You know that you “should be” saving for retirement, and you’re ready to get started. So… how do you actually, you know, do it?
When you’re in your 20’s there are a couple of particularly great ways to save for retirement, and opening a retirement account is surprisingly easy.
For almost every young person, a Roth IRA is your best retirement saving option.
Quick review: a Roth IRA is a type of retirement account. You can contribute up to $5,500 of post-tax income every year. Your withdrawals in retirement won’t be taxed at all, because you already paid taxes on this money—a great deal for most young people.
This is because when you’re young, your tax bracket is usually lower than it will be when you retire. Here’s a handy chart to figure out your federal tax bracket.
If your income today is $36,000, your tax bracket is 15%. If your retirement income (which can include sources like withdrawals from retirement accounts, social security, pension money, etc) puts you in a higher tax bracket (say, 28%), you could be stuck paying an extra 13% in federal taxes on the same money. If you save for retirement through a Roth IRA, you’ll completely avoid paying that extra 13%.
How do I open a Roth IRA?
Don’t have a Roth IRA? You can easily set one up online at Fidelity or Vanguard. All you need is about ten minutes and your social security number, and both of these websites walk you through each step. Since you don’t need to contribute any money in order to open your account, this is something you can do right now!
How can I make contributions to my Roth IRA?
There are a few options, including:
- Ask your employer to automatically deposit a portion of your paycheck into your account—your HR department should be able to help with this.
- Set up regular automatic withdrawals from your checking account using your account’s routing number. This isn’t as difficult as it sounds! Here’s how to find your Fidelity account’s routing number.
- Write yourself checks to be deposited into your Roth IRA.
How much should I contribute to my Roth IRA?
Retirement may seem very far in the future, but saving for retirement is one of the best ways to build your wealth as a young person. Starting early makes an enormous difference—the impact of compound interest is pretty mind-blowing. Maxing out your Roth IRA ($5,500 per year) deserves a top spot on your list of financial goals.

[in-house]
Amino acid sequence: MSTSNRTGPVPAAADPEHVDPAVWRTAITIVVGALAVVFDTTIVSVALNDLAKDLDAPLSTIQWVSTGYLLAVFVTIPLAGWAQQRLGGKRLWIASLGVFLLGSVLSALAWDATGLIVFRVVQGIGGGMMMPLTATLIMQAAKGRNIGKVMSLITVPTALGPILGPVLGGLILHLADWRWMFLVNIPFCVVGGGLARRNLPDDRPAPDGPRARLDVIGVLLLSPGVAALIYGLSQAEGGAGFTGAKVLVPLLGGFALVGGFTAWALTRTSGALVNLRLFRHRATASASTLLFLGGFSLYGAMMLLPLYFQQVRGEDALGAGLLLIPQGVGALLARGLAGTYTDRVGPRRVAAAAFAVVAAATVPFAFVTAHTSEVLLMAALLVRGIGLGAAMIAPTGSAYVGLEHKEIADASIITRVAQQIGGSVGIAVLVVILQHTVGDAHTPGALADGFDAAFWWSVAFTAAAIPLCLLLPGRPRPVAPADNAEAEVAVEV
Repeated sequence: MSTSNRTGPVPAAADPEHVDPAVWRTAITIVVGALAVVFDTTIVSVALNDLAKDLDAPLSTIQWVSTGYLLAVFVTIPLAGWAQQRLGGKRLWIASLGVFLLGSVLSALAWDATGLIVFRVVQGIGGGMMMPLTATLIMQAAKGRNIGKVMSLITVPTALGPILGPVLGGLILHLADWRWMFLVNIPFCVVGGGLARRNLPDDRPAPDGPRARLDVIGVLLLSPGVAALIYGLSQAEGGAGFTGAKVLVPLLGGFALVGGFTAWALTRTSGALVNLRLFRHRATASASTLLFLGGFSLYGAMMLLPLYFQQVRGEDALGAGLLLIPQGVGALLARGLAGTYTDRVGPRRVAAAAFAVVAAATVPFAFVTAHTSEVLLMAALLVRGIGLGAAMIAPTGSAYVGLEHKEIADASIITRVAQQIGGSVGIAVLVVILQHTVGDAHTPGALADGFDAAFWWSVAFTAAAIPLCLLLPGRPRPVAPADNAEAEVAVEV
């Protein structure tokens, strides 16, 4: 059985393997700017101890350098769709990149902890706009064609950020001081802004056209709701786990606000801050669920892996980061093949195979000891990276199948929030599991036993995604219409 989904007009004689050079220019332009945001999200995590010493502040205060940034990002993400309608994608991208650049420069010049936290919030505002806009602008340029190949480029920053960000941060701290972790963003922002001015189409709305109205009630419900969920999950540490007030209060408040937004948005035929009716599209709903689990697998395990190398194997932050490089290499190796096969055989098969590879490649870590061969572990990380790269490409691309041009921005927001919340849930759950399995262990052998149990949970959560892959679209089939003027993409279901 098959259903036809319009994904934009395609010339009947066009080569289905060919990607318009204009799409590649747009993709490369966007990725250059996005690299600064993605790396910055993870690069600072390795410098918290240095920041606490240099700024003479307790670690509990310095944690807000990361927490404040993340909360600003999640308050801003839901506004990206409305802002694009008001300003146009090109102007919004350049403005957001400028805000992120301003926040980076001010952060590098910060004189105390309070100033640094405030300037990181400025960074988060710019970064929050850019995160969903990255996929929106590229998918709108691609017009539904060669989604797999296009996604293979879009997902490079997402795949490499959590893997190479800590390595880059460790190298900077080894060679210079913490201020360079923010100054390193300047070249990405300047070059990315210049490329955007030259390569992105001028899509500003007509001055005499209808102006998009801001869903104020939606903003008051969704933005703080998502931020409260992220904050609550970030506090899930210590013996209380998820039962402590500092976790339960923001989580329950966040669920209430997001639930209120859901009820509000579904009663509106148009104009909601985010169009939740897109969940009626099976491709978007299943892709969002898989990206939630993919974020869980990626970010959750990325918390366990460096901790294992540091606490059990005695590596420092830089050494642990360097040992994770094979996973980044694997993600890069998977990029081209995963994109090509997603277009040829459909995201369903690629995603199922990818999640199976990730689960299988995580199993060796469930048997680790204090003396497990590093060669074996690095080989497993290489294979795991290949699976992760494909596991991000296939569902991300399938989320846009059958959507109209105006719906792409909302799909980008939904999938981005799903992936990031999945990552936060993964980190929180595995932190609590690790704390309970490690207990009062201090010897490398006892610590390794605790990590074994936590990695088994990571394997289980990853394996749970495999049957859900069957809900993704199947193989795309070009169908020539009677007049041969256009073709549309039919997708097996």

If you want to max out your Roth IRA, you’ll need to contribute about $458 per month:
$5,500 / 12 months = $458.33 (post-tax contribution)
If you’re not yet in a position to save quite that much, decide your yearly goal, then divide that number by 12 (or by however many paychecks you receive annually). If your goal is $2,000 this year, expect to contribute about $88 out of your twice-monthly paycheck:
$2,000 / 24 paychecks = $88.33 (post-tax contribution)
You can contribute irregularly, too. If you have $1,000 sitting in your bank account, you can contribute it all today!
This is a great option if you receive a holiday bonus, take on an extra freelance gig, or receive an inheritance or gift. Remember that you’re only allowed to contribute the lesser of $5,500 or your total post-tax income. Gifted money typically doesn’t count as taxable income.
The exception? If you make too much to contribute (that’s over $132,000 per year), you’ll probably be in a similar or lower tax bracket when you retire, so you’re better off taking advantage of a traditional IRA or your company’s 401k.
If you have access to a 401k with an employer match, that’s free money on the table—take it.
Quick review: a 401k is another type of retirement account that you may have access to through your employer . You can contribute up to $18,000 of pre-tax income into this account every year. In retirement, your withdrawals will be taxed according to your income bracket at that time.
An employer match means that for every dollar you contribute up to a certain amount, your employer will contribute a dollar (or fifty cents, or whatever their match is). A common match is 50% of every dollar you contribute up to 6% of your pre-tax salary. So, if your salary is $50,000:
$50,000 x 6% = $3,000
$3,000 x 50% = $1,500
Your employer will throw in an additional $1,500 if you contribute $3,000 to your 401k. That’s $1,500 of free money that you won’t receive unless you contribute.
How to contribute to your 401k:
To find out if you have a 401k with employer matching, look up your benefits package. You can get in touch with somebody from the HR department or ask your boss.
You’ll probably have the option to set up an automatic contribution of some portion of your pre-tax salary before every paycheck. This means your paycheck will be a little smaller, but you won’t have to remember to make a contribution or be tempted to spend that money on something else—or do any tax-related math.
To set this up, start by dividing your yearly goal by 12. If you decide to max out the employer match from our earlier example, this looks like:
$3,000 / 12 = $250 (pre-tax monthly contribution)
$250 – ($250 x 25%) = $187.50 (the same number in post-tax dollars)
$250 pre-tax is equivalent to $187.50 post-tax at a 25% tax rate. This means that you won’t feel the hit of those pre-tax contributions quite as strongly.
Do you have a Roth IRA or employer-matched 401k? How do you save for retirement?